"Ford Professor of Engineering in the MIT School of Engineering’s Electrical Engineering and Computer Science department, Society of Women Engineers Achievement Award 1996, IEEE John von Neumann Medal 2004, 2nd woman to win ACM’s A. M. Turing Award 2008, 1st US woman to be awarded a PhD from a computer science department in 1968, ACM Fellow 1996, SWE Achievement Award 1996."
"Joan Margaret Winters began working in Computer Services at Cornell University in 1970. She later became Coordinator for User Support, a position that included managing the office's consulting and educational functions. While at Cornell Winters also designed and implemented SPINDEX II applications for the Department of Manuscripts and University Archives. In 1980 Winters took a position as a scientific programmer in SLAC Computing Services at the Stanford Linear Accelerator Center.
In the mid-1970s Winters became active in SHARE, an International Business Machines (IBM) computer user group. In 1976 she joined SHARE's Human Factors Project, a group dedicated to educating members of SHARE and employees of IBM about the importance of human factors in the design of hardware and, especially, software and conducting research into human factors and software appraisal tools. Winters became deputy manager of the project in 1978 and served as project manager from 1983 to 1987. She also served on the Interactive Systems (INTERSYS) Task Force from 1979-1982 and was a primary author of the task force's report. She became vice chair of the ASCII/EPCDIC Committee (later, a task force) in 1987 and manager of the Integrated Technology Group in 1988. Winters also belonged to the Human Factors Society and the Association for Computing Machinery."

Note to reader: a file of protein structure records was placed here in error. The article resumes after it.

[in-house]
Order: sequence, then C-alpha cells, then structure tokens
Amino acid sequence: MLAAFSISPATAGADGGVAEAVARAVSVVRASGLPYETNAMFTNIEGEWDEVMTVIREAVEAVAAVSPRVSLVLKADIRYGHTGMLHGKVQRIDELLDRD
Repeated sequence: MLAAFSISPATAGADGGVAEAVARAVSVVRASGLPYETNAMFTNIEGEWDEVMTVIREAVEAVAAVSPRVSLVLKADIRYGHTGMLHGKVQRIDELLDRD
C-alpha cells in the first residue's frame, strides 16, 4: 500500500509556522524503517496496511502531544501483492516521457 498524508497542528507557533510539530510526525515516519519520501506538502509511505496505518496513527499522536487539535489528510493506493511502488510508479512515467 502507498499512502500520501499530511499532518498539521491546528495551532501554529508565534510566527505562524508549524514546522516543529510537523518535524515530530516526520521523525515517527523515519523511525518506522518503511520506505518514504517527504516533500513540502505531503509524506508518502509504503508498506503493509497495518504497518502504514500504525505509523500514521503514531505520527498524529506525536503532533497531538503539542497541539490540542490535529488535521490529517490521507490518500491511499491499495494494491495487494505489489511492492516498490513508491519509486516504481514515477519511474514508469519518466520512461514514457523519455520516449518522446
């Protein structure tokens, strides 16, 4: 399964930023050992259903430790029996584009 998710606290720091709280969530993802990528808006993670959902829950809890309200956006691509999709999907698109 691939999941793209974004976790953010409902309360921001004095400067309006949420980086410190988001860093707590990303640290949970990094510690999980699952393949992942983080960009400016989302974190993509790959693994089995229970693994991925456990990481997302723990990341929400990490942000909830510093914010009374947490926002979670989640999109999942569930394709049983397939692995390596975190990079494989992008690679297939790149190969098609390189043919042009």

Quoted from: Joan M. Winters Papers (CBI 22), Charles Babbage Institute, University of Minnesota, Minneapolis.
Erna Schneider earned a B.A. with honors in medieval history from Wellesley College, and later a Ph.D. in the philosophy and foundations of mathematics from Yale University. In 1954, after teaching for a number of years at Swarthmore College, she began a research career at Bell Laboratories. While there, she invented a computerized switching system for telephone traffic, to replace existing hard-wired, mechanical switching equipment. For this ground-breaking achievement -- the principles of which are still used today -- she was awarded one of the first software patents ever issued (Patent #3,623,007, Nov. 23, 1971) . At Bell Labs, she became the first female supervisor of a technical department.
"Karen Spärck Jones was born in Huddersfield, Yorkshire, England. Her father was Owen Jones, a lecturer in chemistry, and her mother was Ida Spärck, a Norwegian who moved to Britain during World War II. Spärck Jones was educated at a grammar school and then Girton College, Cambridge from 1953 to 1956, reading History. Initially she became a school teacher.
"She worked at Cambridge's Computer Laboratory from 1974, and retired in 2002, holding the post of Professor of Computers and Information. She continued to work in the Computer Laboratory until shortly before her death. Her main research interests, since the late 1950s, were natural language processing and information retrieval. One of her most important contributions was the concept of inverse document frequency (IDF) weighting in information retrieval, which she introduced in a 1972 paper. IDF is used in most search engines today, usually as part of the tf-idf weighting scheme.